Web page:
My friend – CrossFit Athlete Jeremy Kinnick Killed it during the Open
75th in the world and 6th in Socal. Just getting warmed up! I hit the burpee workout twice but the rest only once with video. Week 1: 1,115 world, 103 region. Week 2: 239 world, 14 region. Week 3: 115 world, 12 region. Week 4: 68 world, 7 region. Week 5: 34 world, 6 region. Getting ready to spread that BUTTER all over the Regional!
But what’s even more important to share — is how nice and down to earth he is. He’s a great role model for anyone looking to push harder and go for the Win. I love the people I meet in CrossFit!!
I saw this posted on CNN yesterday and thought it spoke truth to so many of us battling body image issues and self hatred over the way we look – ‘Half’: One woman’s struggle with weight loss
What struck me was how she referred to pictures of her naked body as ‘ruins’. That is so sad and telling at the same time and something that many of us can relate too. We have to start changing the voices in our heads to like ourselves —Such a daily struggle isn’t it?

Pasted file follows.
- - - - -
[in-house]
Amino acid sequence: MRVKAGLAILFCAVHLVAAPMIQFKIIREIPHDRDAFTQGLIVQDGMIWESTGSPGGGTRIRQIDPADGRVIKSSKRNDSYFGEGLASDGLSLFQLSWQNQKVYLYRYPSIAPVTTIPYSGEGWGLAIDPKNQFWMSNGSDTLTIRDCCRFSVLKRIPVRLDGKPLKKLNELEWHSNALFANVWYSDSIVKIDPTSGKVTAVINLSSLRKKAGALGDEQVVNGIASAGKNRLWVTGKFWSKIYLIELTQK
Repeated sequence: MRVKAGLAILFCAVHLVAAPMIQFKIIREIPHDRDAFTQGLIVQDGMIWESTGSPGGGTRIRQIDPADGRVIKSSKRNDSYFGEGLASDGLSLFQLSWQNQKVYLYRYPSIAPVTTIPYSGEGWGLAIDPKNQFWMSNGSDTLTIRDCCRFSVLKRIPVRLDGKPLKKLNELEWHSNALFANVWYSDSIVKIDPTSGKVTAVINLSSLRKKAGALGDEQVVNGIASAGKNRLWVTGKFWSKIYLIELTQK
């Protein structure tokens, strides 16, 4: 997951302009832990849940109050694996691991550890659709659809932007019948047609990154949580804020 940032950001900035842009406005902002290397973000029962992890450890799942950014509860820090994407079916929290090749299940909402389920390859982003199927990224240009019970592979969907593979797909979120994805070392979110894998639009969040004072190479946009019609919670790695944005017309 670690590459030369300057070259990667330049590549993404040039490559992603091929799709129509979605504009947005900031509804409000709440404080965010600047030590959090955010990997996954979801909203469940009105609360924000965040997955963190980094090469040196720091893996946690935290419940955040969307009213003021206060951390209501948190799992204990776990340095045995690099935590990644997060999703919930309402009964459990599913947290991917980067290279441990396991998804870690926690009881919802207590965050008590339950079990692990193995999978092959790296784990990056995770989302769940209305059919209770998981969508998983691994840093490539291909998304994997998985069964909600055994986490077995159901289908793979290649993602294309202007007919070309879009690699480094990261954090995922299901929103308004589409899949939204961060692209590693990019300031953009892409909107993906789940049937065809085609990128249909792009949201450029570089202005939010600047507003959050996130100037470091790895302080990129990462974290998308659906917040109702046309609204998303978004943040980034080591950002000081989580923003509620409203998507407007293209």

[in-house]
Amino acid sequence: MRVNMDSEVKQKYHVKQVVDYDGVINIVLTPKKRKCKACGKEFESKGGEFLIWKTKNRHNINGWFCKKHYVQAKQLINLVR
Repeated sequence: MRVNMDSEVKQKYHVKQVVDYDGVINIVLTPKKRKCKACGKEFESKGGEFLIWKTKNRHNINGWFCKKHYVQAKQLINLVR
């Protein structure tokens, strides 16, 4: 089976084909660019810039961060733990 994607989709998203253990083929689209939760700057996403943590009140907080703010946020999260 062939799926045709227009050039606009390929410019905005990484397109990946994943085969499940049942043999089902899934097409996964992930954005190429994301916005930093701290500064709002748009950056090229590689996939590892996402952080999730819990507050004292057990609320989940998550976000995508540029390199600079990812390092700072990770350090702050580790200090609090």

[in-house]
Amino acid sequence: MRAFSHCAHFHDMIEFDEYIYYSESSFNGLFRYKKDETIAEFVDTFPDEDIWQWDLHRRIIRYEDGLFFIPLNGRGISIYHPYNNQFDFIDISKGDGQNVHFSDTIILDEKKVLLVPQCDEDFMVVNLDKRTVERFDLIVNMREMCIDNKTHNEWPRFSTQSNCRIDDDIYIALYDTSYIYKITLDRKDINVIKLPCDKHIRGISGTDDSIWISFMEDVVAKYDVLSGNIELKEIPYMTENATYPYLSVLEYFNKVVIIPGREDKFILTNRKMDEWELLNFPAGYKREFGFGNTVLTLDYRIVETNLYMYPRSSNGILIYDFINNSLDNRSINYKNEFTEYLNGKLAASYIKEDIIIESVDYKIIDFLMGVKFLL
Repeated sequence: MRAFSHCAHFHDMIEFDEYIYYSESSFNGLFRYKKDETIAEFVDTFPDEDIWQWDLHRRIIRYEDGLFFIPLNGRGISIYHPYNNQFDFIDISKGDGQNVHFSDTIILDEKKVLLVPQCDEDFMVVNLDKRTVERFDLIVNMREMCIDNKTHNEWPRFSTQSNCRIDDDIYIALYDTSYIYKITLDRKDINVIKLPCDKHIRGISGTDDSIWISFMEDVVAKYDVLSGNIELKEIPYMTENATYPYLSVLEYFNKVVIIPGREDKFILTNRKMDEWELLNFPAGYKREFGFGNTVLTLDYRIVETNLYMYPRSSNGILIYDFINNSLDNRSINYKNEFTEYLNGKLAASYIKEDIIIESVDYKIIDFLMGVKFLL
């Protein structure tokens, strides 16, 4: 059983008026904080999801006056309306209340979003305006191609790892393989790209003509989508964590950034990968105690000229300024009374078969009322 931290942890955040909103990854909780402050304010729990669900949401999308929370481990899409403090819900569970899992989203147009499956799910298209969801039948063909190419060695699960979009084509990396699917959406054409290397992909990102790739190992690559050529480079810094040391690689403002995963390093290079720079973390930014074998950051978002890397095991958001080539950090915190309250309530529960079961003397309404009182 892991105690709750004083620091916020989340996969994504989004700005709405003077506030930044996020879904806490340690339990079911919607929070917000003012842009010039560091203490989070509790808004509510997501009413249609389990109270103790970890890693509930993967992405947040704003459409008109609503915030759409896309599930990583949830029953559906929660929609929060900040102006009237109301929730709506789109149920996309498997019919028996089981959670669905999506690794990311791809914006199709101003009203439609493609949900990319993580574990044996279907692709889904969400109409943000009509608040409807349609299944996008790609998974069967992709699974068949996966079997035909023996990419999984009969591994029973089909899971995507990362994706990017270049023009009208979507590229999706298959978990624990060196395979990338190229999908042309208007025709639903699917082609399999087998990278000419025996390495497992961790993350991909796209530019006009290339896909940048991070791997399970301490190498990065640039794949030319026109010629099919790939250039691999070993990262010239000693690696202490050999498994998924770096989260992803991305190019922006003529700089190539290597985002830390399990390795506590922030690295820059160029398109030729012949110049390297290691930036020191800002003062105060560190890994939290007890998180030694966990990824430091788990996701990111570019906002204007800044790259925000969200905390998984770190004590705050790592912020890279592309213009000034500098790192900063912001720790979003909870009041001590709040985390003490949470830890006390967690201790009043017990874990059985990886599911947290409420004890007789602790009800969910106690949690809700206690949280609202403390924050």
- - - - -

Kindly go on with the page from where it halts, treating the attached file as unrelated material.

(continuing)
Even the pics from my running my race on Sunday brought out the voices about not looking good enough, fit enough, pretty enough. This time I didn’t let them linger though! I said to myself — I bet they don’t look bad to anyone else but me and left it at that. I mean what am I going to do about the pictures anyway? I am already doing what I can to live healthy and fit without taking all the joy out of it — I am doing better than good enough…
Recently, I came across a blog post by a personal trainer in which she explored one of my least favorite terms as applied to women’s bodies — the word “bulky.” Any weight-training woman is familiar with this term, as it is often the first thing other women will say as their reason for refusing to lift weights. The idea is that lifting weights will lead to the development of big muscles, and the development of big muscles means a woman will no longer be beautiful and will instead be manly, unattractive, scary and doomed to a sex-free, love-free life.